Then, in 2010, after marriage, babies, and lots of life changes, I read a magazine article about adults developing food allergies.  Apparently, adults over 30 could still develop food allergies,  but they were being consistently misdiagnosed, since allergies were thought of as children's problems. "Dang," I thought, "That must be hard!" and I put the information out of my mind.

In January 2011, the need for that information came roaring back.

I was going about my day, cleaning my house, taking care of my two-year-old, when I suddenly doubled over in stomach pain.  It was intense, it was sharp, and it wasn't localized in one area of my body, like appendicitis or cysts or an ectopic pregnancy.  I thought, "It must be gas, or something embarrassing," and laid down, thinking it would go away soon.

 It didn't. A few hours later, I called my husband, telling him that I might need him to come home from work and take me to the hospital.  I prayed, "Please, please God, don't let me get sick right now.  What's going on?  What do I need to do?  Please, please God, tell me what I need to do."

I felt very clearly like God said, "Stop eating gluten."


That couldn't be God.  That sounds ridiculous.  Stop eating gluten?  For real? Why would God say that?

I heard it again, deep in my heart, "Stop eating gluten."

I'd been walking with God for sixteen years at that point, but I still was always concerned that I wasn't hearing God's voice correctly, that I was putting my own ideas in there, that maybe I was influenced by a magazine article I'd read a while  back....was this really God?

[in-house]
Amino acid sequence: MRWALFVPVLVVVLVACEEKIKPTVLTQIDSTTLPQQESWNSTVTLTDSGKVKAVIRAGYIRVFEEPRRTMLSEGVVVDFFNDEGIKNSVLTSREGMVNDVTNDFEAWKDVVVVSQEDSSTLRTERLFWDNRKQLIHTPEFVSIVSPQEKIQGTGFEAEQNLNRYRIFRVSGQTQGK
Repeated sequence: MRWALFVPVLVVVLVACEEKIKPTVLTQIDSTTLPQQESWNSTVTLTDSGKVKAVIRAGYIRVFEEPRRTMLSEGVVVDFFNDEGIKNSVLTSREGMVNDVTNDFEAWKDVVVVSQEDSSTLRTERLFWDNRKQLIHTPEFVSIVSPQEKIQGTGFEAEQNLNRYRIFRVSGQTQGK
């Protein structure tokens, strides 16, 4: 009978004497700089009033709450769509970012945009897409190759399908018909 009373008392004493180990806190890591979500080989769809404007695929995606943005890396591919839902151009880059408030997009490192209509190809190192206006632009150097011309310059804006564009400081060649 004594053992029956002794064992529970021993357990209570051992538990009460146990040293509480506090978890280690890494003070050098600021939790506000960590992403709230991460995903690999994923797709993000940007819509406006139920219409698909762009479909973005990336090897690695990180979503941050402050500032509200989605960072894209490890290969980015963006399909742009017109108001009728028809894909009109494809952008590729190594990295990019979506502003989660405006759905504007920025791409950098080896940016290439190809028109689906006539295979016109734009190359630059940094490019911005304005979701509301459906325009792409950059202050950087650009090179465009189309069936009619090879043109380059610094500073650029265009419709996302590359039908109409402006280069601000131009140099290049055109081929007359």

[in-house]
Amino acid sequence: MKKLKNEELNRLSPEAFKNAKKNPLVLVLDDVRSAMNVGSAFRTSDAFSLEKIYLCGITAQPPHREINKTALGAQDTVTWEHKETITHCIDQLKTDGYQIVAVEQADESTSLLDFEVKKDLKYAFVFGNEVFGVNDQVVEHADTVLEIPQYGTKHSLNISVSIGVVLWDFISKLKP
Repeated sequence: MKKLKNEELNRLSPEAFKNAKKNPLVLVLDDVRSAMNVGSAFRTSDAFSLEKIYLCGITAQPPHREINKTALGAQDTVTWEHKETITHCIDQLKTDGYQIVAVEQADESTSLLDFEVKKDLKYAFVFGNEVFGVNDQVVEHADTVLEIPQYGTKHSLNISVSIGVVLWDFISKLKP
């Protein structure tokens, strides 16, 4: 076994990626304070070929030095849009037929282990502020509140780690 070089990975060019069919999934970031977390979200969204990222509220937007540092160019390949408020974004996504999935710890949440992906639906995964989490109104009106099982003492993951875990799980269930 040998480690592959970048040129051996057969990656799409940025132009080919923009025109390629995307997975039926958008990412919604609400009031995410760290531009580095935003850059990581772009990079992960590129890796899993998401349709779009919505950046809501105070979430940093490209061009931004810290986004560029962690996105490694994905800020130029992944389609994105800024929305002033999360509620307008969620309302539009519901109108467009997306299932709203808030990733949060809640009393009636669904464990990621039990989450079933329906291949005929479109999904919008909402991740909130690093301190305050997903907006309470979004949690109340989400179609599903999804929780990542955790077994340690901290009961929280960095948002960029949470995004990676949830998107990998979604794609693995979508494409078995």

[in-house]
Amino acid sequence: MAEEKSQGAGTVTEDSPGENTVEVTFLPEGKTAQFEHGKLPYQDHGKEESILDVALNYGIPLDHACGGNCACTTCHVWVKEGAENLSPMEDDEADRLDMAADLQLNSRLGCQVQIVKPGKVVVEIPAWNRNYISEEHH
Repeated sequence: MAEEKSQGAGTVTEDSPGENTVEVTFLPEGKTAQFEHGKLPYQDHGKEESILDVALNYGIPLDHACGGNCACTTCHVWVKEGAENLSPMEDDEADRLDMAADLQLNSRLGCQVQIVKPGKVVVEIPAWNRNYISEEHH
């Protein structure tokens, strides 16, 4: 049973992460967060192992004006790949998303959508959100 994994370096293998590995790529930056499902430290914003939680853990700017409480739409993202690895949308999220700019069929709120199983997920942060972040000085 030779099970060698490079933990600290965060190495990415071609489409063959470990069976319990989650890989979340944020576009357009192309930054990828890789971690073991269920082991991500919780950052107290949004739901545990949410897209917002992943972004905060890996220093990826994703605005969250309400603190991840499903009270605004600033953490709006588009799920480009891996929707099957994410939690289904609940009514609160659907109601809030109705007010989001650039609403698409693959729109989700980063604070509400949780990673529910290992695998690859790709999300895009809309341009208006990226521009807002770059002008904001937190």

In John 10:27, Christ says: "27 My sheep listen to my voice; I know them, and they follow me."  I prayed that I would accurately follow His voice, and not just my own silly ideas.

Then I remembered a friend from an old church who had Celiac disease.  He used to vividly describe his symptoms at Bible study, till I could almost smell the results. (He dubbed himself, "The King of Inappropriate Comments.")   His wife is a trusted friend, so I wrote to her and asked her about what I was experiencing.  "Oh yeah," she said casually, "Almost everyone I know who has it had the symptoms descend on them suddenly.  Here, have some recipes to go on."

I read that I shouldn't stop eating gluten before a Celiac test, so I called my doctor, scheduled an appointment for a blood draw the next day, and laid on the couch and suffered.  As soon as they drew my blood, I came home, cooked myself some rice, and basically ate nothing but rice, fruit, and soft chicken for the next three or four days.

My stomach got better, and I wondered if I'd made the whole "God said stop eating gluten" thing up.  Maybe It was a virus.  Maybe it was food poisoning.  I decided to go ahead with the elimination diet for a full six weeks, just to see what would happen.

Then, five days after the gluten went away, the craziest thing happened: MY ECZEMA DISAPPEARED!

Completely.  It was gone.


 For the past two years, I'd suffered through a skin disorder that seemed entirely localized on my hands.  From the base of my thumbs to the tips of my fingers, my hands became white, dry, cracked, and they finally bled.  It hurt to touch anything.  Holding my daughter's hand, writing a letter, and especially playing the guitar, all were actions that made needle-stabbing pain shoot through my fingertips. 

Suddenly, less than a week after giving up gluten, my hands were as smooth as a baby's.  I couldn't understand it.  I couldn't prove it.

January 12th, 2011

I started taking pictures of my hands, until I realized it wouldn't prove a darn thing---I had no "before" pictures!  I hadn't expected to need any!

Then a letter came in the mail with the Celiac test results: negative.

I ate a whole wheat sandwich just to be sure that I wasn't truly out of my mind.  I spent the entire next day in the bathroom---> and you just don't want to know more than that.

I decided then, with or without a Celiac diagnosis, wheat was harming my body, and I was staying away from it.